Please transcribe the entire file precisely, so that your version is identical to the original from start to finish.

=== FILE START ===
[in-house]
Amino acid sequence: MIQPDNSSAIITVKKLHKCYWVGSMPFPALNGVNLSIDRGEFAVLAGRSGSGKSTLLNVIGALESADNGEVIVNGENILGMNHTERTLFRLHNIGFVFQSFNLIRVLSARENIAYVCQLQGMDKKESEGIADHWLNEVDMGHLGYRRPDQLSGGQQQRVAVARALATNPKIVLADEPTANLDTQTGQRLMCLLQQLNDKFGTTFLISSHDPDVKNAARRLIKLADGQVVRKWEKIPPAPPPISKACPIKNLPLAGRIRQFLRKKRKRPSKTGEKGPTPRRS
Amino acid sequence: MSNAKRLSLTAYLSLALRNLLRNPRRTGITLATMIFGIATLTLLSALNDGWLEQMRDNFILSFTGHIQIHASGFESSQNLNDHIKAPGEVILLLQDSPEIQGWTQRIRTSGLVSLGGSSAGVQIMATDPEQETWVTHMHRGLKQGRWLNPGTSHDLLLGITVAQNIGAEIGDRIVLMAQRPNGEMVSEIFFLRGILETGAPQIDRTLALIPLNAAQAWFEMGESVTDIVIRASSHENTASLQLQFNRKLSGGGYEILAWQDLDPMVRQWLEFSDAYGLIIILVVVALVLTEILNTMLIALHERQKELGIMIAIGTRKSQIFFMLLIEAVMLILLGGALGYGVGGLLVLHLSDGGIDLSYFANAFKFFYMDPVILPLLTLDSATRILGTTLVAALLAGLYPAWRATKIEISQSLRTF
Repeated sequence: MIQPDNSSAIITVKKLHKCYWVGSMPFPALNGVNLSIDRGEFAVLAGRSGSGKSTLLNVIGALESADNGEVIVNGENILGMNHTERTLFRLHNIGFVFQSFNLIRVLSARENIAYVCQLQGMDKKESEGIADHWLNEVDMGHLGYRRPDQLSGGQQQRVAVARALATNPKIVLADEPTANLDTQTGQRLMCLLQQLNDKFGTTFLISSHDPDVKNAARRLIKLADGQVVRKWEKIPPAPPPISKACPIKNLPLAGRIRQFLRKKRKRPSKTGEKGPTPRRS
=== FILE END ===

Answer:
[in-house]
Amino acid sequence: MIQPDNSSAIITVKKLHKCYWVGSMPFPALNGVNLSIDRGEFAVLAGRSGSGKSTLLNVIGALESADNGEVIVNGENILGMNHTERTLFRLHNIGFVFQSFNLIRVLSARENIAYVCQLQGMDKKESEGIADHWLNEVDMGHLGYRRPDQLSGGQQQRVAVARALATNPKIVLADEPTANLDTQTGQRLMCLLQQLNDKFGTTFLISSHDPDVKNAARRLIKLADGQVVRKWEKIPPAPPPISKACPIKNLPLAGRIRQFLRKKRKRPSKTGEKGPTPRRS
Amino acid sequence: MSNAKRLSLTAYLSLALRNLLRNPRRTGITLATMIFGIATLTLLSALNDGWLEQMRDNFILSFTGHIQIHASGFESSQNLNDHIKAPGEVILLLQDSPEIQGWTQRIRTSGLVSLGGSSAGVQIMATDPEQETWVTHMHRGLKQGRWLNPGTSHDLLLGITVAQNIGAEIGDRIVLMAQRPNGEMVSEIFFLRGILETGAPQIDRTLALIPLNAAQAWFEMGESVTDIVIRASSHENTASLQLQFNRKLSGGGYEILAWQDLDPMVRQWLEFSDAYGLIIILVVVALVLTEILNTMLIALHERQKELGIMIAIGTRKSQIFFMLLIEAVMLILLGGALGYGVGGLLVLHLSDGGIDLSYFANAFKFFYMDPVILPLLTLDSATRILGTTLVAALLAGLYPAWRATKIEISQSLRTF
Repeated sequence: MIQPDNSSAIITVKKLHKCYWVGSMPFPALNGVNLSIDRGEFAVLAGRSGSGKSTLLNVIGALESADNGEVIVNGENILGMNHTERTLFRLHNIGFVFQSFNLIRVLSARENIAYVCQLQGMDKKESEGIADHWLNEVDMGHLGYRRPDQLSGGQQQRVAVARALATNPKIVLADEPTANLDTQTGQRLMCLLQQLNDKFGTTFLISSHDPDVKNAARRLIKLADGQVVRKWEKIPPAPPPISKACPIKNLPLAGRIRQFLRKKRKRPSKTGEKGPTPRRS